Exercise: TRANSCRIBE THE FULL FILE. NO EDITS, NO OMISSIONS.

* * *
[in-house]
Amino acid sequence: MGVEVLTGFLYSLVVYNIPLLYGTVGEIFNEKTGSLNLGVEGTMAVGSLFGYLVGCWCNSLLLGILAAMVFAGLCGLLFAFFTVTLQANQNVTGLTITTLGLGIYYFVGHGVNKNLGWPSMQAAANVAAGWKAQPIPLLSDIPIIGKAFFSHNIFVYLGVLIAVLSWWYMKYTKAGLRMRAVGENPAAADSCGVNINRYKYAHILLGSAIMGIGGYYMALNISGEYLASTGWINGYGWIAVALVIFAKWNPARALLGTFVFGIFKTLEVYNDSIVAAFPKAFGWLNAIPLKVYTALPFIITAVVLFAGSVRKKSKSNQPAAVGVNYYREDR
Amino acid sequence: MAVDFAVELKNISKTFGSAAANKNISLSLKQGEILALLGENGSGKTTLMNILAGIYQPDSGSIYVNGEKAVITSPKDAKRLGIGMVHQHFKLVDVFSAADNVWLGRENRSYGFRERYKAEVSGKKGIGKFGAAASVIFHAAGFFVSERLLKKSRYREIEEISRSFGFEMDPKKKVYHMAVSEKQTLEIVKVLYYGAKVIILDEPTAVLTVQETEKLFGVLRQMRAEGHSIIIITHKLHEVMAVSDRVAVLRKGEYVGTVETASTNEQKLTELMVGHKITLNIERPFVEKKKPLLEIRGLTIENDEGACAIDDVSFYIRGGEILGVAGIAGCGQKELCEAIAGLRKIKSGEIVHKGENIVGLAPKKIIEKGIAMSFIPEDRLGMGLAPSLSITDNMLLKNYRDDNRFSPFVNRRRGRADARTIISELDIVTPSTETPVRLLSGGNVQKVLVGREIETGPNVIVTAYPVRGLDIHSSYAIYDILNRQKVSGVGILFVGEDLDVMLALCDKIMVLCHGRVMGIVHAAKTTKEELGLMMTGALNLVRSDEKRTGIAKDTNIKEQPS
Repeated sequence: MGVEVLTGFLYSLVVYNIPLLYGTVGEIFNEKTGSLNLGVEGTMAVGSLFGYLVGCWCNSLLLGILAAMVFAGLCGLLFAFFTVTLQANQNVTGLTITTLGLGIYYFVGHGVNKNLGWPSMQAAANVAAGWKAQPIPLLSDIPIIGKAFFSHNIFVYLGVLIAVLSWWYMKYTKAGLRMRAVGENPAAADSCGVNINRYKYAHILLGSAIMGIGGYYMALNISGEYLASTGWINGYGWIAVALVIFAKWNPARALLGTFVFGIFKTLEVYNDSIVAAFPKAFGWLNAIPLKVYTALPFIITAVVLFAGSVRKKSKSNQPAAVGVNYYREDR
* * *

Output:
[in-house]
Amino acid sequence: MGVEVLTGFLYSLVVYNIPLLYGTVGEIFNEKTGSLNLGVEGTMAVGSLFGYLVGCWCNSLLLGILAAMVFAGLCGLLFAFFTVTLQANQNVTGLTITTLGLGIYYFVGHGVNKNLGWPSMQAAANVAAGWKAQPIPLLSDIPIIGKAFFSHNIFVYLGVLIAVLSWWYMKYTKAGLRMRAVGENPAAADSCGVNINRYKYAHILLGSAIMGIGGYYMALNISGEYLASTGWINGYGWIAVALVIFAKWNPARALLGTFVFGIFKTLEVYNDSIVAAFPKAFGWLNAIPLKVYTALPFIITAVVLFAGSVRKKSKSNQPAAVGVNYYREDR
Amino acid sequence: MAVDFAVELKNISKTFGSAAANKNISLSLKQGEILALLGENGSGKTTLMNILAGIYQPDSGSIYVNGEKAVITSPKDAKRLGIGMVHQHFKLVDVFSAADNVWLGRENRSYGFRERYKAEVSGKKGIGKFGAAASVIFHAAGFFVSERLLKKSRYREIEEISRSFGFEMDPKKKVYHMAVSEKQTLEIVKVLYYGAKVIILDEPTAVLTVQETEKLFGVLRQMRAEGHSIIIITHKLHEVMAVSDRVAVLRKGEYVGTVETASTNEQKLTELMVGHKITLNIERPFVEKKKPLLEIRGLTIENDEGACAIDDVSFYIRGGEILGVAGIAGCGQKELCEAIAGLRKIKSGEIVHKGENIVGLAPKKIIEKGIAMSFIPEDRLGMGLAPSLSITDNMLLKNYRDDNRFSPFVNRRRGRADARTIISELDIVTPSTETPVRLLSGGNVQKVLVGREIETGPNVIVTAYPVRGLDIHSSYAIYDILNRQKVSGVGILFVGEDLDVMLALCDKIMVLCHGRVMGIVHAAKTTKEELGLMMTGALNLVRSDEKRTGIAKDTNIKEQPS
Repeated sequence: MGVEVLTGFLYSLVVYNIPLLYGTVGEIFNEKTGSLNLGVEGTMAVGSLFGYLVGCWCNSLLLGILAAMVFAGLCGLLFAFFTVTLQANQNVTGLTITTLGLGIYYFVGHGVNKNLGWPSMQAAANVAAGWKAQPIPLLSDIPIIGKAFFSHNIFVYLGVLIAVLSWWYMKYTKAGLRMRAVGENPAAADSCGVNINRYKYAHILLGSAIMGIGGYYMALNISGEYLASTGWINGYGWIAVALVIFAKWNPARALLGTFVFGIFKTLEVYNDSIVAAFPKAFGWLNAIPLKVYTALPFIITAVVLFAGSVRKKSKSNQPAAVGVNYYREDR